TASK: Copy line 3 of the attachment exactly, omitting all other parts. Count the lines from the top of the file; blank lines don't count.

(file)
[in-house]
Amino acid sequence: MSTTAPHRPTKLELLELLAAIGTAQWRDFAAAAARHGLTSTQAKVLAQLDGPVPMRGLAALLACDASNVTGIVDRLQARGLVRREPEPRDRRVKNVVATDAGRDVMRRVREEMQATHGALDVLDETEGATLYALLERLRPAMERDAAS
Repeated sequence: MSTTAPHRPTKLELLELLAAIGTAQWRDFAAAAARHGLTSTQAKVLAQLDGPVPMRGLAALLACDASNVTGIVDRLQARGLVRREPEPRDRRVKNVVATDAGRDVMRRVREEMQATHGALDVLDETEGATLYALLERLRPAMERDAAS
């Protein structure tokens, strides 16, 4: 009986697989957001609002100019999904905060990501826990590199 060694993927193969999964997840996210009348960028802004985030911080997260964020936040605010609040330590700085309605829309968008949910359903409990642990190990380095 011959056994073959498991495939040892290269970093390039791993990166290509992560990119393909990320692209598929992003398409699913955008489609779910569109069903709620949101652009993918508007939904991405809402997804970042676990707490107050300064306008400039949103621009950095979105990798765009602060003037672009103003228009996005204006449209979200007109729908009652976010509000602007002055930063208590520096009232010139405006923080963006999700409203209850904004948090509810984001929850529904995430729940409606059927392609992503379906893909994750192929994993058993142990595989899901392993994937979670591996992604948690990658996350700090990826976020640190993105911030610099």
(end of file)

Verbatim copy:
Repeated sequence: MSTTAPHRPTKLELLELLAAIGTAQWRDFAAAAARHGLTSTQAKVLAQLDGPVPMRGLAALLACDASNVTGIVDRLQARGLVRREPEPRDRRVKNVVATDAGRDVMRRVREEMQATHGALDVLDETEGATLYALLERLRPAMERDAAS